Mom and I discussed a bunch of favorite foods to try to figure out what to cook for my second-to-last night home, and we realized that we could just make a bunch of appetizer type things and skip the main course altogether. Delightful!
First, a glamour shot of the Sungold cherry tomatoes I keep talking about, and which we ate by the bucket full all week:
Now. The menu for the evening:
-White beans with sausage, red onion and tomato
-Mirza (Persian eggplant dip and one of my all-time favorite foods)
-Grilled baby artichokes
-Prosciutto-wrapped grilled figs
OK, now I’m starving thinking about it.
I’ll follow up with a mirza post since it needs its own entry. It is simple but divine. And my mom made the white beans while I wasn’t paying attention, so I’d just be guessing if I made up instructions for that (though it was very tasty). But the grilled artichokes I carefully paid attention to, and the grilled figs are so beyond simple and SO delicious….
Artichokes. My mom buys bags of baby artichokes from Trader Joe’s because her friendly Farmer’s Market artichoke man has stopped showing up. I think we started with four pounds. That sounds insane, but we wanted leftovers and as you’ll see you throw away (compost, in our case) a LOT of trimmings.
Sadly I forgot to take photos until I was trimming the last few, so I don’t have a whole one to show here. But pretend you have seen the whole baby artichoke.
Trim it down to the tender leaves, cut the top third off, leaving the bases of the leaves, then use a paring knife to clean the bottom and stem, then cut each one in half (place in a bowl of cold water with the juice of a lemon while you keep trimming the rest:
This takes quite a while. Once you’ve done all trillion of them, admire the giant tub of leaves and trimming that your compost heap is about to enjoy, and marvel at the tiny bowl of water and artichokes that you are left with:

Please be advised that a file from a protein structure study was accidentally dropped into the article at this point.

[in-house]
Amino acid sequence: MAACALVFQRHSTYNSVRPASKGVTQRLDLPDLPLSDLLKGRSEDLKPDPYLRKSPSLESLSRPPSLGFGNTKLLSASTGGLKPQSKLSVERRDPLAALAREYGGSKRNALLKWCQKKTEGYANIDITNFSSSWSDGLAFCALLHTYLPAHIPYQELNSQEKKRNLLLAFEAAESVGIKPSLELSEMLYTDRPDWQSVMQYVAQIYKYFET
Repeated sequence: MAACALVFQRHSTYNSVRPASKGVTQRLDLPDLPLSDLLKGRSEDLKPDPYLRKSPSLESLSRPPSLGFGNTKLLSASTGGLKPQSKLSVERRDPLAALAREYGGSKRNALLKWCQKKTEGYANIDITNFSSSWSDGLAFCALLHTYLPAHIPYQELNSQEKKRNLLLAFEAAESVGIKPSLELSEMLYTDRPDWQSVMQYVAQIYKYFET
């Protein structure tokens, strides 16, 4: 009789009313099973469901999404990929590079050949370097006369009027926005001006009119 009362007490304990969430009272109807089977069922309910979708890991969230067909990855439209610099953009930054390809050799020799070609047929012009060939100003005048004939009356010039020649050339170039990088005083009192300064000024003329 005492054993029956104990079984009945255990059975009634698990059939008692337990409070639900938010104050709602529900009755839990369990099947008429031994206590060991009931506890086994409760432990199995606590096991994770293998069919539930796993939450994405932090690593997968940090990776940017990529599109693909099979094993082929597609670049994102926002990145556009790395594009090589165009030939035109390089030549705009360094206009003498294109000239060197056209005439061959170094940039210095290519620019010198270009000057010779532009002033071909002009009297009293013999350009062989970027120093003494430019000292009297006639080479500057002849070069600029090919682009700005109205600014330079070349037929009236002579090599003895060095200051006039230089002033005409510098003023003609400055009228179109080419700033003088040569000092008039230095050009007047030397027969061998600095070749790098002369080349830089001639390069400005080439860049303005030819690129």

Despite the lemon juice in the water, the artichokes may have discolored a little along the cut edges (you’re helping slow that down by putting them in water)–do not panic. Put them in a big pan with a couple whole cloves of garlic, peeled and crushed, cover them with water (or close to cover), and bring to a simmer. Cook until they are tender but not too soft:
It’s like magic! The discoloration is gone! Eat one out of the strainer to celebrate. Now coat them in olive oil:
Grill in a grill pan to prevent losing them into the fire. They’re already cooked, so you’re just adding that nice charred look and flavor. Salt and pepper. I like to hit them with a squeeze of lemon juice when they’re done. Now you can start sneaking them out of the bowl while you continue getting dinner on. (Leftovers should be added to pizza, or pasta, or sandwiches, or eaten cold out of the fridge.)
Ok, the other fun grilled thing that night–I posted one photo already, but this is an appetizer my mom has been making for years, and it could not be easier.
[If you’re using bamboo skewers, soak them in water for a couple hours before assembly!]
A note on figs: They have to be ripe ripe ripe for this to be as amazing as it can be. We had lovely ripe figs, and actually some were just ripe while others were *really* ripe:
I have to say, though, I could barely tell them apart when they were cooked. That slightly sketchy-looking one might have been a tad more tender; it was certainly way juicier raw!
Cut slices of prosciutto in half the long way, so you have two strips from each slice. Wind one strip around each halved fig, and string a couple on each skewer. Brush with olive oil and grill.
Devour while moaning incoherently.